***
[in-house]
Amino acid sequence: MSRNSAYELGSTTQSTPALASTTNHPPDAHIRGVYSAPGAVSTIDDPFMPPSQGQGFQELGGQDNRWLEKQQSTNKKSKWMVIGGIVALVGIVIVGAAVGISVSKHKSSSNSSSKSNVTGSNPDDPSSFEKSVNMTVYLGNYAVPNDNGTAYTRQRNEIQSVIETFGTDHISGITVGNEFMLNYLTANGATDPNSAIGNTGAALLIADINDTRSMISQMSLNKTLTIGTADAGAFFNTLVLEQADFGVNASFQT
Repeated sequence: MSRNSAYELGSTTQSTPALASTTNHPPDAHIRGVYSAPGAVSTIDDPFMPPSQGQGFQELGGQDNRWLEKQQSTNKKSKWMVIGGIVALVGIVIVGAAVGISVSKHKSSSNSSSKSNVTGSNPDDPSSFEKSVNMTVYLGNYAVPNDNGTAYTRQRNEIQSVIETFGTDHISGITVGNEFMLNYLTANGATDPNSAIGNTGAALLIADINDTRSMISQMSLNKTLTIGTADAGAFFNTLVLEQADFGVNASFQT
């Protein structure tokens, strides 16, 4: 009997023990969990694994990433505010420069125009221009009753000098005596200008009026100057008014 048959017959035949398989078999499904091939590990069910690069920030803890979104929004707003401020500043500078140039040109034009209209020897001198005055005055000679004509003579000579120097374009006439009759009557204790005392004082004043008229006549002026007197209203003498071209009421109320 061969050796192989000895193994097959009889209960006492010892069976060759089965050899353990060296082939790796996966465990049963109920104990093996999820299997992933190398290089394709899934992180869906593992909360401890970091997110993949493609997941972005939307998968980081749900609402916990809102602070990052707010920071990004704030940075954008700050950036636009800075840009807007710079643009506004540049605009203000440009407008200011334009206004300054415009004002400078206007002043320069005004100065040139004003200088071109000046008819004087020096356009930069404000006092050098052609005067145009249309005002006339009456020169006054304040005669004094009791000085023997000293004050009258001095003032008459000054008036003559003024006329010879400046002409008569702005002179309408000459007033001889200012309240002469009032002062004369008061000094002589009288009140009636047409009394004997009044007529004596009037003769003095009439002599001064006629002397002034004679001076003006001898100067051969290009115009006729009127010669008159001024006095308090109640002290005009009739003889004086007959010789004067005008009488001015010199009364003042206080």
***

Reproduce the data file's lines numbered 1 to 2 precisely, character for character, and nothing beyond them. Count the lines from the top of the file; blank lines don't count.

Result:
[in-house]
Amino acid sequence: MSRNSAYELGSTTQSTPALASTTNHPPDAHIRGVYSAPGAVSTIDDPFMPPSQGQGFQELGGQDNRWLEKQQSTNKKSKWMVIGGIVALVGIVIVGAAVGISVSKHKSSSNSSSKSNVTGSNPDDPSSFEKSVNMTVYLGNYAVPNDNGTAYTRQRNEIQSVIETFGTDHISGITVGNEFMLNYLTANGATDPNSAIGNTGAALLIADINDTRSMISQMSLNKTLTIGTADAGAFFNTLVLEQADFGVNASFQT